Comedian Jerry Clower was a native of Liberty, Mississippi, who immortalized the fictitious Ledbetter Amite County family (based on his memories of real people) with his comedy sketches. His humor was always gentle, upbeat, and deeply based on his Christian faith. Jerry attended Mississippi State University, and was employed by the Mississippi Chemical Company of Yazoo City; he died shortly after building a new home in Amite County.
As of the 2010 United States Census, there were 28,065 people residing in the county. 57.1% were Black or African American, 40.0% White, 0.4% Asian, 0.3% Native American, 0.7% of some other race and 1.5% of two or more races. 4.6% were Hispanic or Latino (of any race).
As of the census of 2000, there were 28,149 people, 9,178 households, and 6,644 families residing in the county. The population density was 31 people per square mile (12/km²). There were 10,015 housing units at an average density of 11 per square mile (4/km²). The racial makeup of the county was 44.74% White, 53.96% Black or African American, 0.20% Native American, 0.36% Asian, 0.22% from other races, and 0.52% from two or more races. 4.38% of the population were Hispanic or Latino of any race.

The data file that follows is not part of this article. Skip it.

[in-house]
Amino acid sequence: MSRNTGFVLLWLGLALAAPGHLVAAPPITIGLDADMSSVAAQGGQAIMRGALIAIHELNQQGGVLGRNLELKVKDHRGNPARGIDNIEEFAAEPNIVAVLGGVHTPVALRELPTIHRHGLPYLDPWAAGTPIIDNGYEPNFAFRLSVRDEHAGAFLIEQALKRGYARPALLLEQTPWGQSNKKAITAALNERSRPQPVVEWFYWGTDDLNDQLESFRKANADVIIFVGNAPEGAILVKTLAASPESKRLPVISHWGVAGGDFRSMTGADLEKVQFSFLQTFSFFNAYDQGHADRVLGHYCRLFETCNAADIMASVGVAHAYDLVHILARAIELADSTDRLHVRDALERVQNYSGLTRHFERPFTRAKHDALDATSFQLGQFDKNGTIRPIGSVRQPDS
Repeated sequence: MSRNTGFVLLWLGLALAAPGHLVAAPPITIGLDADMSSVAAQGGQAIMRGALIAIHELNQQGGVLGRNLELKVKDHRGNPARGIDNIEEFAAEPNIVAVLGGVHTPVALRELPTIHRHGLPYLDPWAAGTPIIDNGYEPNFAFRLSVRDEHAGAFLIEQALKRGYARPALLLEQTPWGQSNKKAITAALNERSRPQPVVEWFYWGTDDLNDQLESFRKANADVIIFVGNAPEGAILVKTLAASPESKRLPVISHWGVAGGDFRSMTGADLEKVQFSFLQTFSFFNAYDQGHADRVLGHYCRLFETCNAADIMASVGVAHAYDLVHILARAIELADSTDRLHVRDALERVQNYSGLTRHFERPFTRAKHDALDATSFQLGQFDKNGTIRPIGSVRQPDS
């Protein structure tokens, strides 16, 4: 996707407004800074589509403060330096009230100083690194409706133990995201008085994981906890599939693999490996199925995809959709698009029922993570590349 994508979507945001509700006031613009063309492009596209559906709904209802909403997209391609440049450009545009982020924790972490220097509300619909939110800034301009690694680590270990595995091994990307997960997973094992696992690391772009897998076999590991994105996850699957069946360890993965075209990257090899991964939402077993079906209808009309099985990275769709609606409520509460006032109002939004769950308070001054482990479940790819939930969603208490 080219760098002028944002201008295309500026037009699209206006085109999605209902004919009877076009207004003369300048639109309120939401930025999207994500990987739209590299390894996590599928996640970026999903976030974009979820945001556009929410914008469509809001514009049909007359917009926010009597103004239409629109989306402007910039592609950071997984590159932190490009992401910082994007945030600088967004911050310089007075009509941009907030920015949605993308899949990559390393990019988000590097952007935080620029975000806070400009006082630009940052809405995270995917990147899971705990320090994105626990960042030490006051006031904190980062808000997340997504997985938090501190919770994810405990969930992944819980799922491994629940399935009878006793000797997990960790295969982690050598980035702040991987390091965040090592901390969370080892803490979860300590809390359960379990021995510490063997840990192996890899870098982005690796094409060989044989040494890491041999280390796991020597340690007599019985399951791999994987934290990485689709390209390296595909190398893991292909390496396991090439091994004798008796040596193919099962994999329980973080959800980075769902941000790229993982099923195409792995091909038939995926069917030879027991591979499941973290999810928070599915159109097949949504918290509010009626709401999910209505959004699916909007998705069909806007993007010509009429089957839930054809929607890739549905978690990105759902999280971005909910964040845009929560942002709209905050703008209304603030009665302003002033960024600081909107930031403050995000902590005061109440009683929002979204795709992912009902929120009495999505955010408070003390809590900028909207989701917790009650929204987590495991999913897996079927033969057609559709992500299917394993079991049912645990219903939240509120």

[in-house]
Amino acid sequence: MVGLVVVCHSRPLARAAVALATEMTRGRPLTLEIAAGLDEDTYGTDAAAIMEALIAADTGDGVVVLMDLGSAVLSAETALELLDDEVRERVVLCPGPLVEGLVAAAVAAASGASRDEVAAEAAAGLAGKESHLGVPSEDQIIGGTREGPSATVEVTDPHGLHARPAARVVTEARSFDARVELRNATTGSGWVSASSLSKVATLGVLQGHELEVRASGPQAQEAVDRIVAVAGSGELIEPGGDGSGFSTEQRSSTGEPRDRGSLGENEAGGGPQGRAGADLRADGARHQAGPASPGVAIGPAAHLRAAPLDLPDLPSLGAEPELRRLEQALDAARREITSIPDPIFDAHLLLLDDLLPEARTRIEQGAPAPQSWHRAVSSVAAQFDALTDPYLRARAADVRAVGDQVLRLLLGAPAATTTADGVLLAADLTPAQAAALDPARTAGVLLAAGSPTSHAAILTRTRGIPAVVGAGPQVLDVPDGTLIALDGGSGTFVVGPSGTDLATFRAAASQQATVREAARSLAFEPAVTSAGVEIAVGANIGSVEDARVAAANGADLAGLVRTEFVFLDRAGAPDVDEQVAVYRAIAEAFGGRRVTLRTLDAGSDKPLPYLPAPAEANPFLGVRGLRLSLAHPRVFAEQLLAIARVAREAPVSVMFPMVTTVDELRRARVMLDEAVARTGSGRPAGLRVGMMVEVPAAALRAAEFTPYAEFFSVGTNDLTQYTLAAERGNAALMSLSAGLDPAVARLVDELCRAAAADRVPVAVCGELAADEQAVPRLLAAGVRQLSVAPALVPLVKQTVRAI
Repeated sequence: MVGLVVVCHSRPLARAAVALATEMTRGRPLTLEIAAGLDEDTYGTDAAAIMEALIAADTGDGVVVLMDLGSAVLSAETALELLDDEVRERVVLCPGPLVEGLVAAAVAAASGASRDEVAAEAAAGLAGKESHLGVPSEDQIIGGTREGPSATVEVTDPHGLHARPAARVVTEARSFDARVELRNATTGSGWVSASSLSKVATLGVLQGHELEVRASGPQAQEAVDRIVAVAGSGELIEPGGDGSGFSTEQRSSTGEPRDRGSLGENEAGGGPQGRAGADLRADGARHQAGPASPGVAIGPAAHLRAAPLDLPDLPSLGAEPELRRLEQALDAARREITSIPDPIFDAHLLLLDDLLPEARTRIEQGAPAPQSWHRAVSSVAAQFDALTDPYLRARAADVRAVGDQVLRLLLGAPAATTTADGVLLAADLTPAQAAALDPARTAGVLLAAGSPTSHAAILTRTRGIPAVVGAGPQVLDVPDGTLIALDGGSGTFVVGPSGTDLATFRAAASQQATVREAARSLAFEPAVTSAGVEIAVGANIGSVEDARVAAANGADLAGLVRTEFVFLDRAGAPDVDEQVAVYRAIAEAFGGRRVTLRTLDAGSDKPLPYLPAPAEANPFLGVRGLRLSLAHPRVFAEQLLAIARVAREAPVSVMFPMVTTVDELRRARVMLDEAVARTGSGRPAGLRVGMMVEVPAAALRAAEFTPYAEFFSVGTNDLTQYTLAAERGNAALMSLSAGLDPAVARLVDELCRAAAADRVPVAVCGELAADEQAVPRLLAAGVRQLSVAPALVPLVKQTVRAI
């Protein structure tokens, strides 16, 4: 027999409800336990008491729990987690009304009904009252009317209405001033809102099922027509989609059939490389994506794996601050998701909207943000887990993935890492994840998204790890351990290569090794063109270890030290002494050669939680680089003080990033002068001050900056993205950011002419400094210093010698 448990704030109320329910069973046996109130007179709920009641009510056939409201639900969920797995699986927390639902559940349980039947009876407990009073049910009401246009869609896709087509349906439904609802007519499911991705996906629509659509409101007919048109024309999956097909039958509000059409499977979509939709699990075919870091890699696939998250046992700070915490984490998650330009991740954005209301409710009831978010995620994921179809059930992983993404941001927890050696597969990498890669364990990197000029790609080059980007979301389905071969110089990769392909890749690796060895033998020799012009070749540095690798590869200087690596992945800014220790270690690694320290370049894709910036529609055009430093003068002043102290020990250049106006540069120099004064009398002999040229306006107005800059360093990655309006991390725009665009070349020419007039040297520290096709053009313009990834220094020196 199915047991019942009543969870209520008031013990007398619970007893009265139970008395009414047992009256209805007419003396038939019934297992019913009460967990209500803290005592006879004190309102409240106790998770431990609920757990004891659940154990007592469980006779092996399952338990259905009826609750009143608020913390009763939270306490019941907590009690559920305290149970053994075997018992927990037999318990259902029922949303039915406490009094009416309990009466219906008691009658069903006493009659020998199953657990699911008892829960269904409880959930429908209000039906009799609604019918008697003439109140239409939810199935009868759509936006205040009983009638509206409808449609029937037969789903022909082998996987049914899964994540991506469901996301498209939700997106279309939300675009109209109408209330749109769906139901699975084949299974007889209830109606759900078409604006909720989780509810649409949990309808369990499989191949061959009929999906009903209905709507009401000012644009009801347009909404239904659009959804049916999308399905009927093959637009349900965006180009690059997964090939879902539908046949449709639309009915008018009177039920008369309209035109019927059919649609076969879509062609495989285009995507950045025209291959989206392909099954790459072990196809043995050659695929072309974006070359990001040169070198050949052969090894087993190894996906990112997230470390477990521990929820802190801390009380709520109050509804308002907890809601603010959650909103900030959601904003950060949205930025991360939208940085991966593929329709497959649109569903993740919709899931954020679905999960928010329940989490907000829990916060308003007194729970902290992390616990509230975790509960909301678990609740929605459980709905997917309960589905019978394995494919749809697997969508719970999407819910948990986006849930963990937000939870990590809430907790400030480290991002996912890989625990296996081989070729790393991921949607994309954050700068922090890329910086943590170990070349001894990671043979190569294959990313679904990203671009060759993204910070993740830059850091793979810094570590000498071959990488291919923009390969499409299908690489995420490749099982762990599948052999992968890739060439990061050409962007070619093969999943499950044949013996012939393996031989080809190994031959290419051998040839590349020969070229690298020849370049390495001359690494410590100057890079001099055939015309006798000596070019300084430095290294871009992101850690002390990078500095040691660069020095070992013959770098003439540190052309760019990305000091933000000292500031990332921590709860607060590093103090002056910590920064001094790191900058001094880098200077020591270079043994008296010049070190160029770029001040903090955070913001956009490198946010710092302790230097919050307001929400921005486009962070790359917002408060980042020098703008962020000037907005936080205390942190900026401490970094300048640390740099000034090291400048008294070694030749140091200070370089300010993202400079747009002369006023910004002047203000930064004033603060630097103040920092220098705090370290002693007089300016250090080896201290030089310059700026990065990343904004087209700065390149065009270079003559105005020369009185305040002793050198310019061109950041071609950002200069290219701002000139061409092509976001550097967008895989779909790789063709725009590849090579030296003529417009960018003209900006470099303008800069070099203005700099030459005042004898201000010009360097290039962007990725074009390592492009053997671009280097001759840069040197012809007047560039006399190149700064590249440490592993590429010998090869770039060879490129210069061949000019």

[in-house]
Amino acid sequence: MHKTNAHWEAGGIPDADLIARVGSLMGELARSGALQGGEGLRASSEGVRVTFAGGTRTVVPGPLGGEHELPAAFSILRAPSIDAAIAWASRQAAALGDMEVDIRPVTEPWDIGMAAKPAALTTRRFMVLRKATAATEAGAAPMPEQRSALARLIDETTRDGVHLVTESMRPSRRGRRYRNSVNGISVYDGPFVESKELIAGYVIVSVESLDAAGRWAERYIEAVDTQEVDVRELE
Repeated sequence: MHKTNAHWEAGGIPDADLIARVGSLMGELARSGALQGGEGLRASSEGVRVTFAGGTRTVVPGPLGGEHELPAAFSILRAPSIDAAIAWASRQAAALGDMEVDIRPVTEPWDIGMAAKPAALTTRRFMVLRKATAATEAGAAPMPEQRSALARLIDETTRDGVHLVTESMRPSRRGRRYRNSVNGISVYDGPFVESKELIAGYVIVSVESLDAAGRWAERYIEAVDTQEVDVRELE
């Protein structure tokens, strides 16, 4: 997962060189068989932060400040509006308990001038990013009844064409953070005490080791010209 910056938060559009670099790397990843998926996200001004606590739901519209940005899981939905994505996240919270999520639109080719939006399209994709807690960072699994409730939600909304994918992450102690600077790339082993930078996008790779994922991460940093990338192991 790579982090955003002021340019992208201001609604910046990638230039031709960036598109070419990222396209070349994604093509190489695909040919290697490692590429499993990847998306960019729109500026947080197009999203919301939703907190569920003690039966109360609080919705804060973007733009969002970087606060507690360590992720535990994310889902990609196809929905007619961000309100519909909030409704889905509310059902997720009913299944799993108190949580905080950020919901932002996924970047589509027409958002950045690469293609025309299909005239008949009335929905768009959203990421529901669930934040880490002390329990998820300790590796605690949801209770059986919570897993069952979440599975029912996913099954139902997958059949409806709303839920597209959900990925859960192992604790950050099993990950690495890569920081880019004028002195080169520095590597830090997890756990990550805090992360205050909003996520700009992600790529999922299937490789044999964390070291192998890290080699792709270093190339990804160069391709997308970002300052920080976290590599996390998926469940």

35.60% of the 9,178 households have children under the age of 18 living with them, 43.20% were married couples living together, 23.70% had a female householder with no husband present, and 27.60% were non-families. 24.50% of all households were made up of individuals and 11.70% had someone living alone who was 65 years of age or older. The average household size was 2.81 and the average family size was 3.35.
In the county the population was spread out with 28.50% under the age of 18, 9.80% from 18 to 24, 29.20% from 25 to 44, 20.10% from 45 to 64, and 12.40% who were 65 years of age or older. The median age was 34 years. For every 100 females there were 103.60 males (boys). For every 100 females age 18 and over, there were 103.60 males.
The median income for a household in the county was $24,795, and the median income for a family was $29,395. Males had a median income of $28,553 versus $19,797 for females. The per capita income for the county was $12,062. About 25.40% of families and 31.90% of the population were below the poverty line, including 42.90% of those under age 18 and 22.50% of those age 65 or over.
- Unincorporated places
- Private Schools